I am writing these words on September 11, five years after the events which have gained a terrible permanence in the world’s history. There is no way I can be unaware of these events while writing this music review, as the aftershocks of everything that has happened since the first plane crashed into the tower on that Manhattan morning still resonate in jagged waves on the collective souls of this nation. Music is not a panacea. Writing about it on this day seems futile.
Still: imagine a day without music. Still.
No. One must move forward with life. There is no choice. Move forward, do no harm and allow none, step to the rhythms of life and sing along with its melodies. Hope that every day can follow this pattern and know that it will not.
The serendipitous arrival of Sahaba by the Mo’Rockin Project could not have come at a better time for me. I have been listening to it during the past week; its musical treasures are an especially welcome balm for me today, just as they have from the first time I listened to this CD.
A brief description of this music, a synthesis of the sounds and instruments of Moroccan music with the sounds and instruments of American jazz, is almost laughably inadequate. It sounds like so many attempts by decades of music with labels like “fusion,” “exotica,” and “world,” attempts linked by banality, cliche, elitism, and a fast track to becoming The Next Big Thing and its accompanying cash flow by learning a few indigenous licks and working them into indifferent songs. I have contributed to the racks of used record stores with plenty of those recordings. Sahaba is not going to be one of them.
There is a strong sense of mutual respect between the players on this recording, respect and awareness of each person’s role in the making of this joyful music. The CD booklet’s liner notes confirm this sense of sharing: “This music is handcrafted from traditional Moroccan melodies...North African and American musicians (are) exchanging culture and creativity in an effort to dispel inaccurate beliefs and create world community...It should also be noted that on more than one occasion this music has been directly responsible for the end of lower back pain in particular listeners.”
Some of the names of these musicians will be familiar to readers of these pages: Khalil Shaheed on trumpet and flugelhorn, Richard Howell on tenor and soprano saxes, Ron Belcher on bass, Glen Pearson on keyboards. All of them contributed in a huge way to the excellent music on the UpSurge! CD Chromatology (reviewed in L&BH’s Vol. 3, Issue 25). And then there are the Moroccan musicians: Yassir Chadly on oud and lead vocals; Bouchaib Abdelhadi on oud, violin, dembek, percussion, lead & background vocals. Both men combine their talents and years of playing music rooted in a different format, a different WORLD, with the techniques and forms found in America’s musical gumbo pot. The resulting sounds are a dazzling meld of the above-mentioned styles.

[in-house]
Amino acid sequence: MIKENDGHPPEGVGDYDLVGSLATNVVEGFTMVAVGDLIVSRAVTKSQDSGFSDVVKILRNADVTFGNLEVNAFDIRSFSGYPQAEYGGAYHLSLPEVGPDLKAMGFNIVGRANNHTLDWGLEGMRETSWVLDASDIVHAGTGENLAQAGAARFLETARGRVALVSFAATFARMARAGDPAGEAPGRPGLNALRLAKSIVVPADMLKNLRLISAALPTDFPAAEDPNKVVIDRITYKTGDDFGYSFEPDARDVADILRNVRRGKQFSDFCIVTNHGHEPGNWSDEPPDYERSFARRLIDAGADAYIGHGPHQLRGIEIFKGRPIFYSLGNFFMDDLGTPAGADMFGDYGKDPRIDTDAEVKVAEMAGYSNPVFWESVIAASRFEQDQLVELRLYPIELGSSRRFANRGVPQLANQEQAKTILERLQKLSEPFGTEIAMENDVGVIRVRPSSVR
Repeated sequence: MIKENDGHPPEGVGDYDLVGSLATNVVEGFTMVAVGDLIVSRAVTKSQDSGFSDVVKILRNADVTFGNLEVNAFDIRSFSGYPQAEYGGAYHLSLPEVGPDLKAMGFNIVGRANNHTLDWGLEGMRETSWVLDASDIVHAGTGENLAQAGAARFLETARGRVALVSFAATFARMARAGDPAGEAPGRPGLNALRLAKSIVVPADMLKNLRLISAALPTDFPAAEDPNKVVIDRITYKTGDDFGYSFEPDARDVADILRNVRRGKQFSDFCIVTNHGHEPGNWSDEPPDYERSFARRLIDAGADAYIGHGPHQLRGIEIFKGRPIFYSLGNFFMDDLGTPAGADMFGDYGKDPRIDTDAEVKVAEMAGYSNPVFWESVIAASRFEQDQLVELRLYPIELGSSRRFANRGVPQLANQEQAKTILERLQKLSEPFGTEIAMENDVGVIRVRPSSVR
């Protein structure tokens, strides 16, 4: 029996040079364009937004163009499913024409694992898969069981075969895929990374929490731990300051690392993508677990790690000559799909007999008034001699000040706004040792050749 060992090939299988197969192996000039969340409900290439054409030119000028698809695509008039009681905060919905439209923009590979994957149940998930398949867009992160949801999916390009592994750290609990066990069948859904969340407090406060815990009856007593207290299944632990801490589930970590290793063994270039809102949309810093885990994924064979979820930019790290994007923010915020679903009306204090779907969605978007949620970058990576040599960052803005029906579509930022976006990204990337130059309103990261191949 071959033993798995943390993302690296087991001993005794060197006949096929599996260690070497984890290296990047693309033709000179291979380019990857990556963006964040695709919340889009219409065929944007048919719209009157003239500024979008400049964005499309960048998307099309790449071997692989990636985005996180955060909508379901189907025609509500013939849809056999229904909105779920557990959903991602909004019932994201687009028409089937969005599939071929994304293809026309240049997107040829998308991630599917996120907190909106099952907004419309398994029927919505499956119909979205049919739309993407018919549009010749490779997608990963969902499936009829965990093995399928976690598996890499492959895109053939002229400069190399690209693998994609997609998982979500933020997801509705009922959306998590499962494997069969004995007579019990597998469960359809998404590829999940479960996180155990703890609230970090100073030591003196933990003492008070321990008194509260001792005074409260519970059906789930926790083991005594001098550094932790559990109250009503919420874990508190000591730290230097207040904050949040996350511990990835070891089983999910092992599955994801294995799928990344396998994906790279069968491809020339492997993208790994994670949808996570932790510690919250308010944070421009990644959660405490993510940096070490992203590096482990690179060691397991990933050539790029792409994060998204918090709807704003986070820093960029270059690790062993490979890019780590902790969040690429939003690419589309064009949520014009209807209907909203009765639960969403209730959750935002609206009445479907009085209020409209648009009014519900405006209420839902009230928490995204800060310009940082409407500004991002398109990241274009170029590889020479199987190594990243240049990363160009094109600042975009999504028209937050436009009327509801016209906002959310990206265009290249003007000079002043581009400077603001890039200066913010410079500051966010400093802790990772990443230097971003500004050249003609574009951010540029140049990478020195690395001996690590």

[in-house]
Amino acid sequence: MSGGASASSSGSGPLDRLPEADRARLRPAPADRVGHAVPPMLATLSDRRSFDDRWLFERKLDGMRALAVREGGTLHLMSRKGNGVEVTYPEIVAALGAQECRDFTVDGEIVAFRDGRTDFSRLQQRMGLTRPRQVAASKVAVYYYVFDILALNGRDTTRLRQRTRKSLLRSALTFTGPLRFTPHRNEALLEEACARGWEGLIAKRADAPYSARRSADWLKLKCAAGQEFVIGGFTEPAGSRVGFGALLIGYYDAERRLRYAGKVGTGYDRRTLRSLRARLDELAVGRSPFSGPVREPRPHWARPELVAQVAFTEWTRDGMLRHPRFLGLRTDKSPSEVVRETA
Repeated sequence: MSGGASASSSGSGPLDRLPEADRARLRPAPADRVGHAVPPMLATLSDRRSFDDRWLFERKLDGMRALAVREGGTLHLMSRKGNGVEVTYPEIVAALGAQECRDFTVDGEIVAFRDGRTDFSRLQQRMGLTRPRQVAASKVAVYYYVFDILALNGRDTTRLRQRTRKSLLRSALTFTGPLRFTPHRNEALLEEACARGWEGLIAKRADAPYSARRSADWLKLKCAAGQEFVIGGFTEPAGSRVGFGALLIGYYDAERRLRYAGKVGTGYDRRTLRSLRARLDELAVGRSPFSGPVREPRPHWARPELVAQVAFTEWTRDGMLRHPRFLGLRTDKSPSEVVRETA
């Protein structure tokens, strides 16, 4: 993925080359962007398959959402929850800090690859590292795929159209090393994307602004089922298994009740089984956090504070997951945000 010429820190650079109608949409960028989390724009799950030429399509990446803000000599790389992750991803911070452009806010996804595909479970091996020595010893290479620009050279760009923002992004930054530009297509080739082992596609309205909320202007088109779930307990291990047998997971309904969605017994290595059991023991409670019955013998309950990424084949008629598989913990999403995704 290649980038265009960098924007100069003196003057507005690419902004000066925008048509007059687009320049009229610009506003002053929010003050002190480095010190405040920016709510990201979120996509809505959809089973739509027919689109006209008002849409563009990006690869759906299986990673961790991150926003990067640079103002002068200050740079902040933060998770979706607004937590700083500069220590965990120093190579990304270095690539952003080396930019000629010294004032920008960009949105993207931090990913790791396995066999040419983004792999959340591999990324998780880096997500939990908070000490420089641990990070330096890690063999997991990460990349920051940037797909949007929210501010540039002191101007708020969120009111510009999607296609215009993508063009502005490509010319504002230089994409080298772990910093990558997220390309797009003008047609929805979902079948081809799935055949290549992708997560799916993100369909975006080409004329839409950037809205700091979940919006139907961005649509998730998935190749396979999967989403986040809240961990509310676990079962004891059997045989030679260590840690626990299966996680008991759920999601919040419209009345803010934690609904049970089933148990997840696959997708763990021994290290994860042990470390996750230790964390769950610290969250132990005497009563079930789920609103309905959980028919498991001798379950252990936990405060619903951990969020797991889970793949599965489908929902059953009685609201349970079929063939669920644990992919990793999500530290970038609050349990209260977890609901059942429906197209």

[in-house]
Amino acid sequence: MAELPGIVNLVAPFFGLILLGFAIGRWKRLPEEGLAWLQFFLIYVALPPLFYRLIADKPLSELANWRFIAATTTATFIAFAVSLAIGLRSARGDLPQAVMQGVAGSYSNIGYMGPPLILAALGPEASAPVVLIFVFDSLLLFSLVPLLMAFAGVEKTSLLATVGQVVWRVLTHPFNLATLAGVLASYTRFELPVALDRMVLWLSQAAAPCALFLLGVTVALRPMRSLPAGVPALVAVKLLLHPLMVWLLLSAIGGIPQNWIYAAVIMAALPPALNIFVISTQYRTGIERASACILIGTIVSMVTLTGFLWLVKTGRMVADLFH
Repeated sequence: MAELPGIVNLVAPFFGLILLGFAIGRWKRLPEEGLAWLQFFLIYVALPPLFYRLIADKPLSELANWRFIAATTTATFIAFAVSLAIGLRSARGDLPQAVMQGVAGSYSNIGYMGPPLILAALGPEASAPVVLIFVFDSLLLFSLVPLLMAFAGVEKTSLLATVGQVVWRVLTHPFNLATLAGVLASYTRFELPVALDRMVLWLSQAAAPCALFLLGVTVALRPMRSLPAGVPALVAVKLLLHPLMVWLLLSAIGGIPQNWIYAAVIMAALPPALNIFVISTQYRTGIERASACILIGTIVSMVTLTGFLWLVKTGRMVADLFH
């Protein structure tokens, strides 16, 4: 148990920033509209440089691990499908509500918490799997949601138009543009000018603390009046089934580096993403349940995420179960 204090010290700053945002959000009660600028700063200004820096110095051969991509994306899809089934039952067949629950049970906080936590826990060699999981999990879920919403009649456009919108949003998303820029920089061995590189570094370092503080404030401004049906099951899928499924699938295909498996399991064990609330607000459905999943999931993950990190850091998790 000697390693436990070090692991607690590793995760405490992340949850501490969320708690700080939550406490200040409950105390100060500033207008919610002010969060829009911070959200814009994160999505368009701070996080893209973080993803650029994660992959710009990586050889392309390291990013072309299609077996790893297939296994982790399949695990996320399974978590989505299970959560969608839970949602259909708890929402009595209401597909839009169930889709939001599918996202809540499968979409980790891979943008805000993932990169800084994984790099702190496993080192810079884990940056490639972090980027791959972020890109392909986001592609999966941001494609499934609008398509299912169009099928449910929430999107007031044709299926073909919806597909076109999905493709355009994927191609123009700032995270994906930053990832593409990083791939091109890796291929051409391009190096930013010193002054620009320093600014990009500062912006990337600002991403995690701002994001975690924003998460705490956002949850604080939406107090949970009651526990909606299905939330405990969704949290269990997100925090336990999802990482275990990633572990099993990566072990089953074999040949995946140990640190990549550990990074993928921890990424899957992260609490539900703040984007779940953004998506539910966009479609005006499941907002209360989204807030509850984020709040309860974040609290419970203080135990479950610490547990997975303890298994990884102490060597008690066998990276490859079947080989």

Economy in soloing is a key to this music’s success. Shaheed’s horn work is, as always, imaginative and well-measured. His flugelhorn solo in “Mambo Sudani,” the CD’s second song, is a good example of his work on this recording. It is the type of playing that comes from the heart and not for the Billboard chart. It is the type of playing that truly deserves a wider audience, as does Howell’s sax work, Chadly’s oud playing. Really, when was the last time you heard someone playing oud in a jazz format? For that matter, when was the first time? And Abdelhadi’s violin work. Truly wonderful, all of it.
Keeping the music propelled is Deszon Claiborne on drums and a number of percussionists, among them Shaheed, Howell, and Abdelhadi. This CD is worth hearing for the percussion work alone; repeated listenings reveal deeper aspects of the interplay between the rhythm section, which is essential for any music. It all begins with the drum.
This CD was produced by Shaheed and co-produced by Howell. This particular listener wants to thank them and all of the musicians involved for ending some of my own lower back pain. Especially today.